Later, Magne’s daughter – a nurse – suggested he try an intermittent catheter. Magne was happy to try an alternative: “I was going crazy when I couldn’t empty my bladder and I thought there must be a better way.” Magne’s doctor recommended SpeediCath, and it had a positive impact immediately. The transition from permanent to intermittent catheter was a big improvement. He explains: “When you have a permanent catheter you have this bag filling up with your urine hanging by your leg and you keep to yourself, you don’t go out much. You are much freer with an intermittent catheter.” 

Magne quickly got used to SpeediCath and today, Magne is once again enjoying his retirement. He is especially fond of travel with his wife, and taking long walks in the countryside – neither of which would have been possible with his previous solution. “If I had had to wear a permanent catheter, my quality of life would have been ruined.”  says Magne. 

View catheter products and get a free sample.

Close
The advantages of intermittent catheterization The advantages of intermittent catheterization Intermittent catheterization (IC) is the preferred method of self catheterization for convenience in bladder emptying Advantages of intermittent catheterization
Close

The advantages of intermittent catheterization

Intermittent catheterization (IC) is the preferred method of self catheterization for convenience in bladder emptying due to its safety, effectiveness and increased satisfaction for those who use IC. Compared to indwelling catheters, IC:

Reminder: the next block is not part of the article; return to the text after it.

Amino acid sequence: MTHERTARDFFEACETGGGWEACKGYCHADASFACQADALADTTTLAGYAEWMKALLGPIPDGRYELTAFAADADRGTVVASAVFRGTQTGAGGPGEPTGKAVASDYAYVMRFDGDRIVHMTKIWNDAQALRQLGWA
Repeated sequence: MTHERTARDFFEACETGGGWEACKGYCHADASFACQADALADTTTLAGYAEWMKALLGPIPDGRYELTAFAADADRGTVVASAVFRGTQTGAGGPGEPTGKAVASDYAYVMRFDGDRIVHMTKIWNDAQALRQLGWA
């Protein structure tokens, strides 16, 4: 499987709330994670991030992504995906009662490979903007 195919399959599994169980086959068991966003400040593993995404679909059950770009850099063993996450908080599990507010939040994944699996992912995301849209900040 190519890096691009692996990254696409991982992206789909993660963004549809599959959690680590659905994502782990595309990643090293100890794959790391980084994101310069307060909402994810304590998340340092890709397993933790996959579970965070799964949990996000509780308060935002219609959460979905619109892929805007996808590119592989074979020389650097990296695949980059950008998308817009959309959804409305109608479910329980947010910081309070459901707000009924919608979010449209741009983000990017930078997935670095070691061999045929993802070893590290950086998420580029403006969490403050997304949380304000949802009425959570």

• Is used at specific moments of the day, whereas an indwelling catheter is used 24/7 
  • Reduces the number of urinary tract infections and general urethral complications
  • Provides a sense of independence with less restrictions on your daily activates (e.g. work, sports, social activities)
  • Enhances quality of life for most users 

Switching to an intermittent catheter, we recommend that you contact your health care professional to discuss whether an intermittent catheter would be suitable for you. 


View Coloplast catheters and order a free sample, if you are interested in learning more about our portfolio of intermittent catheters.

Close
Close

Order your free samples

Thank you for your order

Your order is complete!

View desktop version